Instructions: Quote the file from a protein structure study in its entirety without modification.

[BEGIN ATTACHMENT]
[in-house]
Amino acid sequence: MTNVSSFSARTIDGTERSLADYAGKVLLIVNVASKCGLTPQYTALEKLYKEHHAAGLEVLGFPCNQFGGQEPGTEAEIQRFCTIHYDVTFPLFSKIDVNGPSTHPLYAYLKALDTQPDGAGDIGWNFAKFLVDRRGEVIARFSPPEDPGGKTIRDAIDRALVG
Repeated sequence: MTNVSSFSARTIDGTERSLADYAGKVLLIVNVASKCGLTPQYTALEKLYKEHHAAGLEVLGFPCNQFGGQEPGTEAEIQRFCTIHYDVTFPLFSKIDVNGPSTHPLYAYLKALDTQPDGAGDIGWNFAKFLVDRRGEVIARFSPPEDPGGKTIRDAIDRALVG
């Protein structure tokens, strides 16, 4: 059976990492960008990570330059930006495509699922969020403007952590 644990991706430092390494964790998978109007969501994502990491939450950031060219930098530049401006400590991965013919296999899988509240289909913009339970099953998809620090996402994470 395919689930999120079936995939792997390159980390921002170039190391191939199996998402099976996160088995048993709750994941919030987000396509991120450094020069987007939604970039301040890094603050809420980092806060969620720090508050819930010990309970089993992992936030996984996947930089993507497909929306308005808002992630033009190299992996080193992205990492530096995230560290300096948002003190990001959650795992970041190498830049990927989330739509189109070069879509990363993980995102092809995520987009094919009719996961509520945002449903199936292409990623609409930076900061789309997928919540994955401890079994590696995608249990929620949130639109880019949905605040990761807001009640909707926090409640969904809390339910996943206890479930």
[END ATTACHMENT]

[in-house]
Amino acid sequence: MTNVSSFSARTIDGTERSLADYAGKVLLIVNVASKCGLTPQYTALEKLYKEHHAAGLEVLGFPCNQFGGQEPGTEAEIQRFCTIHYDVTFPLFSKIDVNGPSTHPLYAYLKALDTQPDGAGDIGWNFAKFLVDRRGEVIARFSPPEDPGGKTIRDAIDRALVG
Repeated sequence: MTNVSSFSARTIDGTERSLADYAGKVLLIVNVASKCGLTPQYTALEKLYKEHHAAGLEVLGFPCNQFGGQEPGTEAEIQRFCTIHYDVTFPLFSKIDVNGPSTHPLYAYLKALDTQPDGAGDIGWNFAKFLVDRRGEVIARFSPPEDPGGKTIRDAIDRALVG
């Protein structure tokens, strides 16, 4: 059976990492960008990570330059930006495509699922969020403007952590 644990991706430092390494964790998978109007969501994502990491939450950031060219930098530049401006400590991965013919296999899988509240289909913009339970099953998809620090996402994470 395919689930999120079936995939792997390159980390921002170039190391191939199996998402099976996160088995048993709750994941919030987000396509991120450094020069987007939604970039301040890094603050809420980092806060969620720090508050819930010990309970089993992992936030996984996947930089993507497909929306308005808002992630033009190299992996080193992205990492530096995230560290300096948002003190990001959650795992970041190498830049990927989330739509189109070069879509990363993980995102092809995520987009094919009719996961509520945002449903199936292409990623609409930076900061789309997928919540994955401890079994590696995608249990929620949130639109880019949905605040990761807001009640909707926090409640969904809390339910996943206890479930």